A motorcyclist suffered injuries in a Temecula car accident after a vehicle made a dangerous U-turn. According to a news report in The Temecula Patch, the hit-and-run crash occurred on April 9, 2012 at a blind corner on Rancho California Road near Temecula’s wine country. Police say the driver of a black SUV made a U-turn and blocked the road causing the motorcyclist to skid. The motorcyclist suffered scrapes and bruises on his arms and torso when he hit the back of the SUV at 40 mph. The SUV left the scene as the motorcyclist was down on the roadway. Officials later questioned the SUV driver about the collision. It is not clear if the driver was arrested.
My heart goes out to the injured hit-and-run car accident victim. I sincerely hope his injuries were not serious. I wish him the very best for a speedy and complete recovery. Please keep him in your thoughts and prayers.
Motorcycle Accident Statistics
According to California Highway Patrol’s 2009 Statewide Integrated Traffic Records System (SWITRS), motorcycle accidents in Temecula caused three fatalities and injured 27 people. In Riverside County as a whole, 31 people died and 500 were injured in motorcycle accidents, during the same year.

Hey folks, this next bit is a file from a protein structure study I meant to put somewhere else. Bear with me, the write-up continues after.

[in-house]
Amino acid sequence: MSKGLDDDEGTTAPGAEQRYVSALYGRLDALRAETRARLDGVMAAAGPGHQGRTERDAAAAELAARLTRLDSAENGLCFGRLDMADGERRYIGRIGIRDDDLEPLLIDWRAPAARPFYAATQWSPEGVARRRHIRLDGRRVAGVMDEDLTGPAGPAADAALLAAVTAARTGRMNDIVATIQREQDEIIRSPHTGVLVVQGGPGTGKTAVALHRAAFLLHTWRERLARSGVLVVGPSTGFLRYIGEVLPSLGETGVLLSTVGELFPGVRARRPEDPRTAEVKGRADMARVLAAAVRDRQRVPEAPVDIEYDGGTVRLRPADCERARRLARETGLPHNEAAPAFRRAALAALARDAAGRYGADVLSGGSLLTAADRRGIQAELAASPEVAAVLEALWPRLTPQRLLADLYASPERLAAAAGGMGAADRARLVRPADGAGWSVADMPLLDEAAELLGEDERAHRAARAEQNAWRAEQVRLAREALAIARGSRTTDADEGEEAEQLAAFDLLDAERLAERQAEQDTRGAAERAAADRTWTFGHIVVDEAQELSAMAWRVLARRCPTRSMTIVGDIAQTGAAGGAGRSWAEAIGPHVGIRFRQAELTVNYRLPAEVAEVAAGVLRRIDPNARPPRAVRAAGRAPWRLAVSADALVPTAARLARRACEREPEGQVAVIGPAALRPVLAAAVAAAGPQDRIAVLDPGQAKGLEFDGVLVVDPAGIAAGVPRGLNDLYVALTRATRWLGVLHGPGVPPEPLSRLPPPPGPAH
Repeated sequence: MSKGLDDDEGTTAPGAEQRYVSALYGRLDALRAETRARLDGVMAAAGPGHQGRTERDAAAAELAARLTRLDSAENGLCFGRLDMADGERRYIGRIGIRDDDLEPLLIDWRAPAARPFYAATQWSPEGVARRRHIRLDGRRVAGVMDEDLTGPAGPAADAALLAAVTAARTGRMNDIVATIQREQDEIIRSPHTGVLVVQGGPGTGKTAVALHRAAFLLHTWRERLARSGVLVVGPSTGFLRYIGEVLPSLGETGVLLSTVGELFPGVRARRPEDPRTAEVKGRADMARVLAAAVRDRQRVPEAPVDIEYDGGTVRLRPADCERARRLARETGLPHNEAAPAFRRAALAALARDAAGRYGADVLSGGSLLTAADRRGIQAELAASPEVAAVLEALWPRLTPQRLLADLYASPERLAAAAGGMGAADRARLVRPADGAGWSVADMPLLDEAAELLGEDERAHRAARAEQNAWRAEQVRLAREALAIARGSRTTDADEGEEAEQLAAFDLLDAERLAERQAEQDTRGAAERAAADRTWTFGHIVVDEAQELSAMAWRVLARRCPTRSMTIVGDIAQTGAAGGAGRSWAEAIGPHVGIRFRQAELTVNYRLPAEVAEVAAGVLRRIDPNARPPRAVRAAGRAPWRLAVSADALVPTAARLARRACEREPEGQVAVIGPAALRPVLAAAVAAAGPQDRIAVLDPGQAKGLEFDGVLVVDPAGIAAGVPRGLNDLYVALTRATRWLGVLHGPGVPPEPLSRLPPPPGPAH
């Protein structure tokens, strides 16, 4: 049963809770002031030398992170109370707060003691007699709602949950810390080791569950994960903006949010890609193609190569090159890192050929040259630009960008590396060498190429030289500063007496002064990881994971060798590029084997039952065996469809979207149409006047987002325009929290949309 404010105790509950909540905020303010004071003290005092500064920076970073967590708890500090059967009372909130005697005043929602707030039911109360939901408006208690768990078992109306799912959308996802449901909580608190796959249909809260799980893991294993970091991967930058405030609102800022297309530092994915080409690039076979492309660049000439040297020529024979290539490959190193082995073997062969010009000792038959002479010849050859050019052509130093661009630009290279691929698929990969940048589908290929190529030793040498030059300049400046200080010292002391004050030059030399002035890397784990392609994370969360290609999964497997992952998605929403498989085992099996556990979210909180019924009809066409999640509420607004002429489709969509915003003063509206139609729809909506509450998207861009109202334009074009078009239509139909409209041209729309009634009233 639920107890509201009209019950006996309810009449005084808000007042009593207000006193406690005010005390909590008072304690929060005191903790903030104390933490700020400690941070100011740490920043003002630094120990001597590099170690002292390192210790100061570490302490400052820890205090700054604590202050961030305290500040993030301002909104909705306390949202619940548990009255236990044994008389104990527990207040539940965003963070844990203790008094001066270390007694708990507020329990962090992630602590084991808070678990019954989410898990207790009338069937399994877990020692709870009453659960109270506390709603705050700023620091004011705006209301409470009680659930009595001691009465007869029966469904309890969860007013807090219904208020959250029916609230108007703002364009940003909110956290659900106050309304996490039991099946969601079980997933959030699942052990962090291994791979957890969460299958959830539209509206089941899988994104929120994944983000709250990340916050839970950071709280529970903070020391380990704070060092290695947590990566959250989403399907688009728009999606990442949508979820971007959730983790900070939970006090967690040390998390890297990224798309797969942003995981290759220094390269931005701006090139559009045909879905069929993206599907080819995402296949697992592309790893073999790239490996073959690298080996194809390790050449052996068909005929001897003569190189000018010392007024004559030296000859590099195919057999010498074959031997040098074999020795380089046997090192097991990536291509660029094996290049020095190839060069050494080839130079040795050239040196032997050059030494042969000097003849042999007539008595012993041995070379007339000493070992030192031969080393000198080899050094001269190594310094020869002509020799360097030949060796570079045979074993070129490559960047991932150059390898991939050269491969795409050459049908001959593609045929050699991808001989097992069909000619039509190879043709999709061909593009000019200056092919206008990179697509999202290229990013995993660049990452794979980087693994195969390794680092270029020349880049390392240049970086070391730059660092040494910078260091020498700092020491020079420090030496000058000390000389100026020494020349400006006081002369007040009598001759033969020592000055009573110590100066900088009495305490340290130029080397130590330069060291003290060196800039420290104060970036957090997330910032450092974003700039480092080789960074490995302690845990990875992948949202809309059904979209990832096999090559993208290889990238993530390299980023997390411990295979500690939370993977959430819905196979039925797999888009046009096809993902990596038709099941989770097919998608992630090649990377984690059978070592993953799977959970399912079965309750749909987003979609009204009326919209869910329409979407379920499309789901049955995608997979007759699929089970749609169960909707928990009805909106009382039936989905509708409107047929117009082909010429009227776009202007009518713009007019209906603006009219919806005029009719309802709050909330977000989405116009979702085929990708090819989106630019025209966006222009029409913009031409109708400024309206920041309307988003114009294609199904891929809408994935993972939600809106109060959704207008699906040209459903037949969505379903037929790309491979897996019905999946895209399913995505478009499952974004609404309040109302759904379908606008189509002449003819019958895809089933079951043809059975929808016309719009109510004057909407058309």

Based on this news article, it appears that the driver of the SUV not only made a dangerous U-turn, but also left the scene of the crash leaving the injured motorcyclist lying on the street. Unconscionable! California Vehicle Code Section 21801 (a) states: “The driver of a vehicle intending to turn to the left or to complete a U-turn upon a highway, or to turn left into public or private property, or an alley, shall yield the right-of-way to all vehicles approaching from the opposite direction which are close enough to constitute a hazard at any time during the turning movement, and shall continue to yield the right-of-way to the approaching vehicles until the left turn or U-turn can be made with reasonable safety.”
Leaving the scene of an injury accident is an inexcusable act. It is also against the law. California Vehicle Code Section 20001 (a) states: “The driver of a vehicle involved in an accident resulting in injury to a person, other than himself or herself, or in the death of a person shall immediately stop the vehicle at the scene of the accident.” I’m relieved to note that police located this hit-and-run driver.
Victims’ Claim for Compensation
Injured victims of hit-and-run collisions, in addition to seeking prompt medical attention, would be well advised to contact an experienced Riverside personal injury lawyer, who will stay on top of the official investigation and ensure that their legal rights are protected. A knowledgeable car accident lawyer will also be able to advise victims about how their own car insurance policy might apply to an incident where the at-fault driver is uninsured or underinsured.